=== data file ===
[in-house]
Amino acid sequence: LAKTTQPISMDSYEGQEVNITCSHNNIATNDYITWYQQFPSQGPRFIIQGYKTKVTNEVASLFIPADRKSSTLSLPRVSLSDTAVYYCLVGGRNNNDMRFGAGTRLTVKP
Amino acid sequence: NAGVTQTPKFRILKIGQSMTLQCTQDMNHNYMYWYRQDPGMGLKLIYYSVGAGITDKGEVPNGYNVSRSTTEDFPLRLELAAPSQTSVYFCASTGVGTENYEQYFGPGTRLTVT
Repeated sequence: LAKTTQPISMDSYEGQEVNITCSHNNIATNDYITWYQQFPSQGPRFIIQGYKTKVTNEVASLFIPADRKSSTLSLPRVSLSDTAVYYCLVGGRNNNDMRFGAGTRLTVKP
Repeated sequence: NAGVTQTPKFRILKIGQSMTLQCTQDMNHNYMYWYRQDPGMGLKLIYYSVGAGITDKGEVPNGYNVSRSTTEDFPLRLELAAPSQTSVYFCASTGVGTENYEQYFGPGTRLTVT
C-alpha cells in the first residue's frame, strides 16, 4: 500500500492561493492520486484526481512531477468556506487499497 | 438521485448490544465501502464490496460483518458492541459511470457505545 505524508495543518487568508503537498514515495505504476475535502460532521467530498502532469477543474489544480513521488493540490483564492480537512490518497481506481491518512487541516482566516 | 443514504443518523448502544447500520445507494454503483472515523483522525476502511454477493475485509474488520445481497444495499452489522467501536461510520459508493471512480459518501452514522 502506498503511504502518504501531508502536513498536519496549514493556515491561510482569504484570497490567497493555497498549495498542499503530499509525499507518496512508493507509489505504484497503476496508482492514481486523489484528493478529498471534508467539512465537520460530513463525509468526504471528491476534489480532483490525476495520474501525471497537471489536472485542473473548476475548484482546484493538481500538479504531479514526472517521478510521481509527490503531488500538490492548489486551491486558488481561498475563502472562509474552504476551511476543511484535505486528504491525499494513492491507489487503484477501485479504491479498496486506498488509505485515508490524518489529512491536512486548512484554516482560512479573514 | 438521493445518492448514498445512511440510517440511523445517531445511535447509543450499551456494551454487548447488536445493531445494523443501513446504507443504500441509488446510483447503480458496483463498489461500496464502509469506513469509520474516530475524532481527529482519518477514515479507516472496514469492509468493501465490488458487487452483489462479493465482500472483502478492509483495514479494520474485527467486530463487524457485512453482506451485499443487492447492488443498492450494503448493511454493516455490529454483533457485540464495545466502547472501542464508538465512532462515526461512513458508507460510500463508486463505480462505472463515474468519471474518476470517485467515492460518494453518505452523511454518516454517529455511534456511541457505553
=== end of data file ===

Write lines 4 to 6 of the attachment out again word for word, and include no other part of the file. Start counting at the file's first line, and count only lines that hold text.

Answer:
Repeated sequence: LAKTTQPISMDSYEGQEVNITCSHNNIATNDYITWYQQFPSQGPRFIIQGYKTKVTNEVASLFIPADRKSSTLSLPRVSLSDTAVYYCLVGGRNNNDMRFGAGTRLTVKP
Repeated sequence: NAGVTQTPKFRILKIGQSMTLQCTQDMNHNYMYWYRQDPGMGLKLIYYSVGAGITDKGEVPNGYNVSRSTTEDFPLRLELAAPSQTSVYFCASTGVGTENYEQYFGPGTRLTVT
C-alpha cells in the first residue's frame, strides 16, 4: 500500500492561493492520486484526481512531477468556506487499497 | 438521485448490544465501502464490496460483518458492541459511470457505545 505524508495543518487568508503537498514515495505504476475535502460532521467530498502532469477543474489544480513521488493540490483564492480537512490518497481506481491518512487541516482566516 | 443514504443518523448502544447500520445507494454503483472515523483522525476502511454477493475485509474488520445481497444495499452489522467501536461510520459508493471512480459518501452514522 502506498503511504502518504501531508502536513498536519496549514493556515491561510482569504484570497490567497493555497498549495498542499503530499509525499507518496512508493507509489505504484497503476496508482492514481486523489484528493478529498471534508467539512465537520460530513463525509468526504471528491476534489480532483490525476495520474501525471497537471489536472485542473473548476475548484482546484493538481500538479504531479514526472517521478510521481509527490503531488500538490492548489486551491486558488481561498475563502472562509474552504476551511476543511484535505486528504491525499494513492491507489487503484477501485479504491479498496486506498488509505485515508490524518489529512491536512486548512484554516482560512479573514 | 438521493445518492448514498445512511440510517440511523445517531445511535447509543450499551456494551454487548447488536445493531445494523443501513446504507443504500441509488446510483447503480458496483463498489461500496464502509469506513469509520474516530475524532481527529482519518477514515479507516472496514469492509468493501465490488458487487452483489462479493465482500472483502478492509483495514479494520474485527467486530463487524457485512453482506451485499443487492447492488443498492450494503448493511454493516455490529454483533457485540464495545466502547472501542464508538465512532462515526461512513458508507460510500463508486463505480462505472463515474468519471474518476470517485467515492460518494453518505452523511454518516454517529455511534456511541457505553